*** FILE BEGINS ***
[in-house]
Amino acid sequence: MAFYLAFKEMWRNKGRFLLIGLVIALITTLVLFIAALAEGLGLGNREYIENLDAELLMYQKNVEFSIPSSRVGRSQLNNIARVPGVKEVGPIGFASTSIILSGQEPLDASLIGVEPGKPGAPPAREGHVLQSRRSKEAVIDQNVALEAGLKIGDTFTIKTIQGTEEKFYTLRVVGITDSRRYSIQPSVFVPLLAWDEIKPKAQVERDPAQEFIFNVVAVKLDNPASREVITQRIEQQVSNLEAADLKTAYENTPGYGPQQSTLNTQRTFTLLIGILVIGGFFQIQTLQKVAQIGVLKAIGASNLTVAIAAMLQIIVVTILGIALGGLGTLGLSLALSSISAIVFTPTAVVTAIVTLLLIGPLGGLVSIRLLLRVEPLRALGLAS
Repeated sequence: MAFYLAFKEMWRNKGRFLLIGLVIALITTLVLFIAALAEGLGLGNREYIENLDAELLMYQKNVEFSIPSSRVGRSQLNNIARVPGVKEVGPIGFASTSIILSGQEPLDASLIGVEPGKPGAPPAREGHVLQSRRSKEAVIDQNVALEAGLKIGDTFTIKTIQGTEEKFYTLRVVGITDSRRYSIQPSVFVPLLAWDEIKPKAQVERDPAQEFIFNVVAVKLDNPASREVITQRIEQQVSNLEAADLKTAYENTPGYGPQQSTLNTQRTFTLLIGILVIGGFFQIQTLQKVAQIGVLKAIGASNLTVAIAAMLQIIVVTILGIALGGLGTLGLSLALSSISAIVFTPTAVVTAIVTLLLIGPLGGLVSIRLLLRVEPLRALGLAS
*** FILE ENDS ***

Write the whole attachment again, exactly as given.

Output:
[in-house]
Amino acid sequence: MAFYLAFKEMWRNKGRFLLIGLVIALITTLVLFIAALAEGLGLGNREYIENLDAELLMYQKNVEFSIPSSRVGRSQLNNIARVPGVKEVGPIGFASTSIILSGQEPLDASLIGVEPGKPGAPPAREGHVLQSRRSKEAVIDQNVALEAGLKIGDTFTIKTIQGTEEKFYTLRVVGITDSRRYSIQPSVFVPLLAWDEIKPKAQVERDPAQEFIFNVVAVKLDNPASREVITQRIEQQVSNLEAADLKTAYENTPGYGPQQSTLNTQRTFTLLIGILVIGGFFQIQTLQKVAQIGVLKAIGASNLTVAIAAMLQIIVVTILGIALGGLGTLGLSLALSSISAIVFTPTAVVTAIVTLLLIGPLGGLVSIRLLLRVEPLRALGLAS
Repeated sequence: MAFYLAFKEMWRNKGRFLLIGLVIALITTLVLFIAALAEGLGLGNREYIENLDAELLMYQKNVEFSIPSSRVGRSQLNNIARVPGVKEVGPIGFASTSIILSGQEPLDASLIGVEPGKPGAPPAREGHVLQSRRSKEAVIDQNVALEAGLKIGDTFTIKTIQGTEEKFYTLRVVGITDSRRYSIQPSVFVPLLAWDEIKPKAQVERDPAQEFIFNVVAVKLDNPASREVITQRIEQQVSNLEAADLKTAYENTPGYGPQQSTLNTQRTFTLLIGILVIGGFFQIQTLQKVAQIGVLKAIGASNLTVAIAAMLQIIVVTILGIALGGLGTLGLSLALSSISAIVFTPTAVVTAIVTLLLIGPLGGLVSIRLLLRVEPLRALGLAS